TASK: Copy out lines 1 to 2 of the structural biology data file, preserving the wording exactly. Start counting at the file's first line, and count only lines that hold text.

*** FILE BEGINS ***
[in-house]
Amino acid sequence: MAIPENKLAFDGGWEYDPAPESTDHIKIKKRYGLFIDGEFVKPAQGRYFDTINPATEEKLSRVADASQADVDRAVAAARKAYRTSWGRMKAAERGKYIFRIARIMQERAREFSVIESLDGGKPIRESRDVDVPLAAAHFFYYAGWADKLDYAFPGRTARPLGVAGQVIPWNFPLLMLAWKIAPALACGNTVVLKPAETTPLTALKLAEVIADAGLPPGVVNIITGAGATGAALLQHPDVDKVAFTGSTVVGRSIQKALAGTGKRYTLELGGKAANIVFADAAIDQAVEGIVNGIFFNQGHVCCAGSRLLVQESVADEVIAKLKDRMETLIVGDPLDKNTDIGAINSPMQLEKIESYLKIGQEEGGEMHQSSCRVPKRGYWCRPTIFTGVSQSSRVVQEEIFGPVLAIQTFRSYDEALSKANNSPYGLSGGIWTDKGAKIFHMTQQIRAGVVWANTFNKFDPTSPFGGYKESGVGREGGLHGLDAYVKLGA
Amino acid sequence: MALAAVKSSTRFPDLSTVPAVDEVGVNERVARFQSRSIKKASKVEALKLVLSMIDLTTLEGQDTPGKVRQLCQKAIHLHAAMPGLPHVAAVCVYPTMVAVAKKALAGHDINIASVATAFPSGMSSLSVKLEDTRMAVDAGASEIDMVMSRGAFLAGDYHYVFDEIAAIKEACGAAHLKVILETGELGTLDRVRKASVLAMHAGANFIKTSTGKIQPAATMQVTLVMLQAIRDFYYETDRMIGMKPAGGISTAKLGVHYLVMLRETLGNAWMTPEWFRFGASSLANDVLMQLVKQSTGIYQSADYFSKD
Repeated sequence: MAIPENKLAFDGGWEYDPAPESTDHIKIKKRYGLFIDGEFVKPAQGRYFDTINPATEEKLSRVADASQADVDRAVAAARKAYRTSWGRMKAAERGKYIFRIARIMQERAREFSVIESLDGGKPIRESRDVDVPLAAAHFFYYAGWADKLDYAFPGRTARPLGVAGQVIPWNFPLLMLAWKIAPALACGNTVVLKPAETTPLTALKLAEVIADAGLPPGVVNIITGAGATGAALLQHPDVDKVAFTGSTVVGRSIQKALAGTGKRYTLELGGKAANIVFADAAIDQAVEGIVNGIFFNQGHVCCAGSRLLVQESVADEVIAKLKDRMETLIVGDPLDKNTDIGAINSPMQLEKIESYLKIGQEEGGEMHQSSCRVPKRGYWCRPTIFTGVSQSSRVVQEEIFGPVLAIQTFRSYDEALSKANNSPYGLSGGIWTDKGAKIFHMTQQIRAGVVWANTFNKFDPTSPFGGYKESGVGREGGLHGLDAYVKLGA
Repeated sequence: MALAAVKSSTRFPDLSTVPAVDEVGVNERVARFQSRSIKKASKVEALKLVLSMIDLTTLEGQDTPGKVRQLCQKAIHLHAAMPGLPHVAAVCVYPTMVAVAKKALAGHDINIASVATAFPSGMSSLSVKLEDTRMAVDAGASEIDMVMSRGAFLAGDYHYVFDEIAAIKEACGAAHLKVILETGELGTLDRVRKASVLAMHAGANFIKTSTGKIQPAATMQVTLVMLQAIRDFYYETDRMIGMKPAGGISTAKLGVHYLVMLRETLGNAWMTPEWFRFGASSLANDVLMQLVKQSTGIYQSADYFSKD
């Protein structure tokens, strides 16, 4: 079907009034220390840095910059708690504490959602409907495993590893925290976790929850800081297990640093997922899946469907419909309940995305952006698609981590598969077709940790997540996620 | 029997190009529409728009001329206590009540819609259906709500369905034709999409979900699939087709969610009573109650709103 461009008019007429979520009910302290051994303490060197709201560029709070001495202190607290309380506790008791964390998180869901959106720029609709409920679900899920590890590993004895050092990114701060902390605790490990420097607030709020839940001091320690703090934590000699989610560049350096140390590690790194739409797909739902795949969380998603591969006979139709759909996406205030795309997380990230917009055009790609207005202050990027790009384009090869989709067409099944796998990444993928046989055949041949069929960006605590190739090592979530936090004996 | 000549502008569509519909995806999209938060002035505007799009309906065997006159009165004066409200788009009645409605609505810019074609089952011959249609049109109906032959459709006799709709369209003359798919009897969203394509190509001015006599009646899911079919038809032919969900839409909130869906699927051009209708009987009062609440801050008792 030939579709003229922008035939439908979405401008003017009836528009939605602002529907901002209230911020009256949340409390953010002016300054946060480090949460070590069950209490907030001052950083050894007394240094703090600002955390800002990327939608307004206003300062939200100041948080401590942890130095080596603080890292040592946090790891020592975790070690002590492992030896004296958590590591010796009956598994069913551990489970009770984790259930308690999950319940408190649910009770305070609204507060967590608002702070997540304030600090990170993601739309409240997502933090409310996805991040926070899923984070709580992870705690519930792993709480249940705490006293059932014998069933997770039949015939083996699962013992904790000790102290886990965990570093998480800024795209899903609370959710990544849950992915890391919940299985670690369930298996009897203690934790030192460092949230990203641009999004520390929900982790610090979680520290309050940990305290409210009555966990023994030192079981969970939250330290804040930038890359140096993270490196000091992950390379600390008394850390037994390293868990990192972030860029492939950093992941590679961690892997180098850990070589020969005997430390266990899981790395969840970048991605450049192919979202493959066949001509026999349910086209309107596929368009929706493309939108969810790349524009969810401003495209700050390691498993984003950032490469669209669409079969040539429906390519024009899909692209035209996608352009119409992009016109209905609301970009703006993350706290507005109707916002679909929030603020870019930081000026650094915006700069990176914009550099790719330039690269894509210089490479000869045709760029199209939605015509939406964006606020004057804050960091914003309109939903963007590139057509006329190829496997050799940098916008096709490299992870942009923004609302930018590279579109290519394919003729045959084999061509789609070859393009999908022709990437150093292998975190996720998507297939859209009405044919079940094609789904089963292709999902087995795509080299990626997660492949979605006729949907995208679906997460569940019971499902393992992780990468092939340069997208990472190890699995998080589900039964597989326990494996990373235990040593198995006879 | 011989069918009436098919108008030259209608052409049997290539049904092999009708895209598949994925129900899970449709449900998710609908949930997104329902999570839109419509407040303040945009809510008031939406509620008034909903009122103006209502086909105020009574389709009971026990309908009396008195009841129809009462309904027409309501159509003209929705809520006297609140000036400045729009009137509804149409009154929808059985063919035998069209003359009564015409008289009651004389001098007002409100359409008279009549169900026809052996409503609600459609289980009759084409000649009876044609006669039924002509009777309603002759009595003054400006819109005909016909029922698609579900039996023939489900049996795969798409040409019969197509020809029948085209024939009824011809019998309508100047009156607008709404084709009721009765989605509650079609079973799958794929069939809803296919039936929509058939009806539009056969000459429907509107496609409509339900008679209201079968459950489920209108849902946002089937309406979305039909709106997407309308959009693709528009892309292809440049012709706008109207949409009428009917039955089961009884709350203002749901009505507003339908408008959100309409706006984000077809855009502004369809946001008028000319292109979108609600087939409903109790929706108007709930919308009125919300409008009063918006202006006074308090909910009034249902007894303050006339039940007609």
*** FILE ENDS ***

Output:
[in-house]
Amino acid sequence: MAIPENKLAFDGGWEYDPAPESTDHIKIKKRYGLFIDGEFVKPAQGRYFDTINPATEEKLSRVADASQADVDRAVAAARKAYRTSWGRMKAAERGKYIFRIARIMQERAREFSVIESLDGGKPIRESRDVDVPLAAAHFFYYAGWADKLDYAFPGRTARPLGVAGQVIPWNFPLLMLAWKIAPALACGNTVVLKPAETTPLTALKLAEVIADAGLPPGVVNIITGAGATGAALLQHPDVDKVAFTGSTVVGRSIQKALAGTGKRYTLELGGKAANIVFADAAIDQAVEGIVNGIFFNQGHVCCAGSRLLVQESVADEVIAKLKDRMETLIVGDPLDKNTDIGAINSPMQLEKIESYLKIGQEEGGEMHQSSCRVPKRGYWCRPTIFTGVSQSSRVVQEEIFGPVLAIQTFRSYDEALSKANNSPYGLSGGIWTDKGAKIFHMTQQIRAGVVWANTFNKFDPTSPFGGYKESGVGREGGLHGLDAYVKLGA